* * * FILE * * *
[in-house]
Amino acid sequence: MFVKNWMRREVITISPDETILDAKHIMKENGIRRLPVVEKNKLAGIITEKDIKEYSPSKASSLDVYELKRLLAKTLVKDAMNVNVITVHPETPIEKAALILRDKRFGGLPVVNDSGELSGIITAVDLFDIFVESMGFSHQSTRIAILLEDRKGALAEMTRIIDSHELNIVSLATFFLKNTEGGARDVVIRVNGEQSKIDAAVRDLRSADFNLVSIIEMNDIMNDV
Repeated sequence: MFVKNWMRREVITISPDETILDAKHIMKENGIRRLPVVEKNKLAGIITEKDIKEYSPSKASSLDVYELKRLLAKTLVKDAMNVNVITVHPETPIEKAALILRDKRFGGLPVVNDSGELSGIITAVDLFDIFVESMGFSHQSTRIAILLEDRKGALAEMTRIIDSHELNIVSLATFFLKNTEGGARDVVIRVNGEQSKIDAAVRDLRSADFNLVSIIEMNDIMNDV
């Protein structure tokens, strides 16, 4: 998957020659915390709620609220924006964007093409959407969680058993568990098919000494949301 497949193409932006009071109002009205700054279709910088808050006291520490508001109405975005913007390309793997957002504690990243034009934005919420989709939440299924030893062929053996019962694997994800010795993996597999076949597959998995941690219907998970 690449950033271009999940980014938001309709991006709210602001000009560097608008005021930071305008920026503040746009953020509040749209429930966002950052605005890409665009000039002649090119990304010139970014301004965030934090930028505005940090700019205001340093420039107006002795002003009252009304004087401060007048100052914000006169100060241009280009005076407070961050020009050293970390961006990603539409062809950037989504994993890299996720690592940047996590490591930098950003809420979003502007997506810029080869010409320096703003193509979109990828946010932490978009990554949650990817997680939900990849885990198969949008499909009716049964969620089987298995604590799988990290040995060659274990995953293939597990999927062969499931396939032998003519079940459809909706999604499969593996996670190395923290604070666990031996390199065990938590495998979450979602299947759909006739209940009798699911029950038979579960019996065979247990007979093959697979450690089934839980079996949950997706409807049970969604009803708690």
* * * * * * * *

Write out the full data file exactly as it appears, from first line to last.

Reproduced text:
[in-house]
Amino acid sequence: MFVKNWMRREVITISPDETILDAKHIMKENGIRRLPVVEKNKLAGIITEKDIKEYSPSKASSLDVYELKRLLAKTLVKDAMNVNVITVHPETPIEKAALILRDKRFGGLPVVNDSGELSGIITAVDLFDIFVESMGFSHQSTRIAILLEDRKGALAEMTRIIDSHELNIVSLATFFLKNTEGGARDVVIRVNGEQSKIDAAVRDLRSADFNLVSIIEMNDIMNDV
Repeated sequence: MFVKNWMRREVITISPDETILDAKHIMKENGIRRLPVVEKNKLAGIITEKDIKEYSPSKASSLDVYELKRLLAKTLVKDAMNVNVITVHPETPIEKAALILRDKRFGGLPVVNDSGELSGIITAVDLFDIFVESMGFSHQSTRIAILLEDRKGALAEMTRIIDSHELNIVSLATFFLKNTEGGARDVVIRVNGEQSKIDAAVRDLRSADFNLVSIIEMNDIMNDV
């Protein structure tokens, strides 16, 4: 998957020659915390709620609220924006964007093409959407969680058993568990098919000494949301 497949193409932006009071109002009205700054279709910088808050006291520490508001109405975005913007390309793997957002504690990243034009934005919420989709939440299924030893062929053996019962694997994800010795993996597999076949597959998995941690219907998970 690449950033271009999940980014938001309709991006709210602001000009560097608008005021930071305008920026503040746009953020509040749209429930966002950052605005890409665009000039002649090119990304010139970014301004965030934090930028505005940090700019205001340093420039107006002795002003009252009304004087401060007048100052914000006169100060241009280009005076407070961050020009050293970390961006990603539409062809950037989504994993890299996720690592940047996590490591930098950003809420979003502007997506810029080869010409320096703003193509979109990828946010932490978009990554949650990817997680939900990849885990198969949008499909009716049964969620089987298995604590799988990290040995060659274990995953293939597990999927062969499931396939032998003519079940459809909706999604499969593996996670190395923290604070666990031996390199065990938590495998979450979602299947759909006739209940009798699911029950038979579960019996065979247990007979093959697979450690089934839980079996949950997706409807049970969604009803708690």